One thing I know--when you're in the middle of a crisis, the hardest thing is to think of taking care of yourself. You can forget to nourish your body, push your body to the limits with lack of sleep, and remain in a constant state of emotional overload. If you can allow yourself to focus on building a nest in the eye of the storm, you can begin to create a cushion to rest and space for thinking.

But what does it mean to build a nest in the eye of the storm?  When life is swirling around you like a hurricane--you find a way to create a home-base of comfort-- or nest-- from which you can rebuild your daily existence.

Start with the basics to nourish your body and rest your nerves. Your body likes a regular rhythm that includes regular heart beats, breaths, sleep patterns, eating times, moving times, and rest time.

Start by getting your natural rhythms back in place. Eat regular, well-balanced meals that nourish you. Pace yourself--put a time limit on dealing with your difficulties--and take regular rest breaks. Go to bed early. If you're caring for others, take care of yourself first, so you have the strength and endurance to continue to help others.

We all do our best thinking and acting when we do it in a place of safety and security. The key is to find a way to create your nest---no matter what storm is brewing. It may not be easy, but it is essential.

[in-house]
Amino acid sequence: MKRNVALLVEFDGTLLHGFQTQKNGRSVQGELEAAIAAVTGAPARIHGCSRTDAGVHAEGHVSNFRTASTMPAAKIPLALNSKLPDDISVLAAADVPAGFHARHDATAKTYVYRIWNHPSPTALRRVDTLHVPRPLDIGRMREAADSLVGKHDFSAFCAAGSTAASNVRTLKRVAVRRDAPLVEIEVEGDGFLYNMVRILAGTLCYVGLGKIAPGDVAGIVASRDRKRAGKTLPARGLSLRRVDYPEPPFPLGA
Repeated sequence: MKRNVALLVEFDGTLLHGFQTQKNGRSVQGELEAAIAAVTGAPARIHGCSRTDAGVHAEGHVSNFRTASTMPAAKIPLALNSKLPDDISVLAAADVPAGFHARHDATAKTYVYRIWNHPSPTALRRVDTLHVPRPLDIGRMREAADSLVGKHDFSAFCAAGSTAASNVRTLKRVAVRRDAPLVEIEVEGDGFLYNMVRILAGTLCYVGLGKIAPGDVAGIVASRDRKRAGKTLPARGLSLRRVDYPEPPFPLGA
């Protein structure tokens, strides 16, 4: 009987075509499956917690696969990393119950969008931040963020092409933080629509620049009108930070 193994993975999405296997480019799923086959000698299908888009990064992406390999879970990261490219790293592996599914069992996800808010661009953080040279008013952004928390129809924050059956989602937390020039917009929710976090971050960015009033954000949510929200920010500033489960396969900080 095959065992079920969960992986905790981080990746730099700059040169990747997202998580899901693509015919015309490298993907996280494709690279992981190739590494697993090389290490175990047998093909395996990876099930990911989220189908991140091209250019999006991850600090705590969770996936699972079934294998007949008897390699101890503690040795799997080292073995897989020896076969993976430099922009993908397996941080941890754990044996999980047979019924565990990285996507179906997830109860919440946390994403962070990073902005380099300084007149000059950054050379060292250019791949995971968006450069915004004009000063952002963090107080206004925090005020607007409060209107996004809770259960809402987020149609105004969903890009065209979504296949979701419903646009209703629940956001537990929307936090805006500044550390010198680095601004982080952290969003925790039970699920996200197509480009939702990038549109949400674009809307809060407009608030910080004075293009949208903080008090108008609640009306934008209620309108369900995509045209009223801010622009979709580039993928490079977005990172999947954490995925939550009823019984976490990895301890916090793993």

Life is a cycle, always in motion; if good times have moved on, so will times of trouble!
Indian Proverb

Saturday, August 6, 2011

That'll Do Dog, That'll Do.


Kipper Cowden Murray, 1995-2011


'To err is human, to forgive, canine.' Anon

That'll Do Dog, That'll Do

When I heard Kipper, the well-loved companion and keeper of the Cowden family died, years of childhood memories washed over me.

Debbie Cowden has been a family friend for 50 years. Growing up, we lived on the same street surrounded by pastures, apricot orchards and animals. My sister, Nancy, and Debbie spent long hours romping through those fields with Bumble and Yuko. In more recent years their dogs Honey and Kipper romped through the fields above the bluffs of Half Moon Bay, California.

When our black lab, Bumble, died, someone gave us a copy of the following 'Last Will and Testament of an Extremely Loved Dog' by Eugene O'Neill. To a dog lover, who knows the tender care, love, and laughter our dogs bring to us, this last will and testament brings comfort.